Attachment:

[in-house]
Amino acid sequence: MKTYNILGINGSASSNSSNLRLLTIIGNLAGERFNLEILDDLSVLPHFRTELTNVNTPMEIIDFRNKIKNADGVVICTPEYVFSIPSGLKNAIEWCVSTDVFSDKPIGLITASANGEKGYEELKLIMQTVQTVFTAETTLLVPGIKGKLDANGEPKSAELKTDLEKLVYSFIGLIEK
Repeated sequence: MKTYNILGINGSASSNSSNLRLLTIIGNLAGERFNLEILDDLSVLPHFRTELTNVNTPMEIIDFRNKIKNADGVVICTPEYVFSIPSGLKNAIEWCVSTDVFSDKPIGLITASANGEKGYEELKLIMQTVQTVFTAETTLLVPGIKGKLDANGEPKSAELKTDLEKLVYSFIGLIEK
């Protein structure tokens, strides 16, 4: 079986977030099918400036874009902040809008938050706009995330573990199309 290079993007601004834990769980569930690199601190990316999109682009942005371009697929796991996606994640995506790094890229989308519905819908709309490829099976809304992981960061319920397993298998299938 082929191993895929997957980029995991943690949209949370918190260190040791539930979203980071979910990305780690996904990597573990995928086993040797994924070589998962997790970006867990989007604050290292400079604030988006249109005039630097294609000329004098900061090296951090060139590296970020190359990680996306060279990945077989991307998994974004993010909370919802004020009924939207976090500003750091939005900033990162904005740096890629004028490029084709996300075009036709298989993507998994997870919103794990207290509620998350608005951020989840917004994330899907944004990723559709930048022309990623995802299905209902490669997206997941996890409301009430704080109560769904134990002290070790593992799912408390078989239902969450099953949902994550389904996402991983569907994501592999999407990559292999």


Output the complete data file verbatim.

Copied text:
[in-house]
Amino acid sequence: MKTYNILGINGSASSNSSNLRLLTIIGNLAGERFNLEILDDLSVLPHFRTELTNVNTPMEIIDFRNKIKNADGVVICTPEYVFSIPSGLKNAIEWCVSTDVFSDKPIGLITASANGEKGYEELKLIMQTVQTVFTAETTLLVPGIKGKLDANGEPKSAELKTDLEKLVYSFIGLIEK
Repeated sequence: MKTYNILGINGSASSNSSNLRLLTIIGNLAGERFNLEILDDLSVLPHFRTELTNVNTPMEIIDFRNKIKNADGVVICTPEYVFSIPSGLKNAIEWCVSTDVFSDKPIGLITASANGEKGYEELKLIMQTVQTVFTAETTLLVPGIKGKLDANGEPKSAELKTDLEKLVYSFIGLIEK
């Protein structure tokens, strides 16, 4: 079986977030099918400036874009902040809008938050706009995330573990199309 290079993007601004834990769980569930690199601190990316999109682009942005371009697929796991996606994640995506790094890229989308519905819908709309490829099976809304992981960061319920397993298998299938 082929191993895929997957980029995991943690949209949370918190260190040791539930979203980071979910990305780690996904990597573990995928086993040797994924070589998962997790970006867990989007604050290292400079604030988006249109005039630097294609000329004098900061090296951090060139590296970020190359990680996306060279990945077989991307998994974004993010909370919802004020009924939207976090500003750091939005900033990162904005740096890629004028490029084709996300075009036709298989993507998994997870919103794990207290509620998350608005951020989840917004994330899907944004990723559709930048022309990623995802299905209902490669997206997941996890409301009430704080109560769904134990002290070790593992799912408390078989239902969450099953949902994550389904996402991983569907994501592999999407990559292999």